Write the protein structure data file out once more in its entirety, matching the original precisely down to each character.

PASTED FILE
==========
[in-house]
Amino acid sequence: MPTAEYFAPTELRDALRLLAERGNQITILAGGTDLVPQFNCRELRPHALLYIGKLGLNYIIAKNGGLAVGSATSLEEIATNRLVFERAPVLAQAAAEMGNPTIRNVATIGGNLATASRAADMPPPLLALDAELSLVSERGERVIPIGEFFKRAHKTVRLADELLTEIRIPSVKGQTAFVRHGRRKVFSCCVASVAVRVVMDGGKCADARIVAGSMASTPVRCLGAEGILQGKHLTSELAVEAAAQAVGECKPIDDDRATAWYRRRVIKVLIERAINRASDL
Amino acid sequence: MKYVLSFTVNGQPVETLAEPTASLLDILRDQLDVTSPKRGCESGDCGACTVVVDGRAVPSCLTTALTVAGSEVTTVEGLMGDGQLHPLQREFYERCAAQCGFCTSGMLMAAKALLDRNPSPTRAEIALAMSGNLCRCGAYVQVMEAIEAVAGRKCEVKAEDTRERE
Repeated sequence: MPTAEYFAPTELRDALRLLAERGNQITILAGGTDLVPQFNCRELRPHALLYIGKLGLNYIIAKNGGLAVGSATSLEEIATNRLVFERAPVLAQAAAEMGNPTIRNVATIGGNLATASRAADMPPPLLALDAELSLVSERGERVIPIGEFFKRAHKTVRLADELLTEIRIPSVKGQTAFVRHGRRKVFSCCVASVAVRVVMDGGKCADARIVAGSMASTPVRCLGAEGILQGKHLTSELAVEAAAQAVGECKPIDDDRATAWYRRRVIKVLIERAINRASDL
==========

[in-house]
Amino acid sequence: MPTAEYFAPTELRDALRLLAERGNQITILAGGTDLVPQFNCRELRPHALLYIGKLGLNYIIAKNGGLAVGSATSLEEIATNRLVFERAPVLAQAAAEMGNPTIRNVATIGGNLATASRAADMPPPLLALDAELSLVSERGERVIPIGEFFKRAHKTVRLADELLTEIRIPSVKGQTAFVRHGRRKVFSCCVASVAVRVVMDGGKCADARIVAGSMASTPVRCLGAEGILQGKHLTSELAVEAAAQAVGECKPIDDDRATAWYRRRVIKVLIERAINRASDL
Amino acid sequence: MKYVLSFTVNGQPVETLAEPTASLLDILRDQLDVTSPKRGCESGDCGACTVVVDGRAVPSCLTTALTVAGSEVTTVEGLMGDGQLHPLQREFYERCAAQCGFCTSGMLMAAKALLDRNPSPTRAEIALAMSGNLCRCGAYVQVMEAIEAVAGRKCEVKAEDTRERE
Repeated sequence: MPTAEYFAPTELRDALRLLAERGNQITILAGGTDLVPQFNCRELRPHALLYIGKLGLNYIIAKNGGLAVGSATSLEEIATNRLVFERAPVLAQAAAEMGNPTIRNVATIGGNLATASRAADMPPPLLALDAELSLVSERGERVIPIGEFFKRAHKTVRLADELLTEIRIPSVKGQTAFVRHGRRKVFSCCVASVAVRVVMDGGKCADARIVAGSMASTPVRCLGAEGILQGKHLTSELAVEAAAQAVGECKPIDDDRATAWYRRRVIKVLIERAINRASDL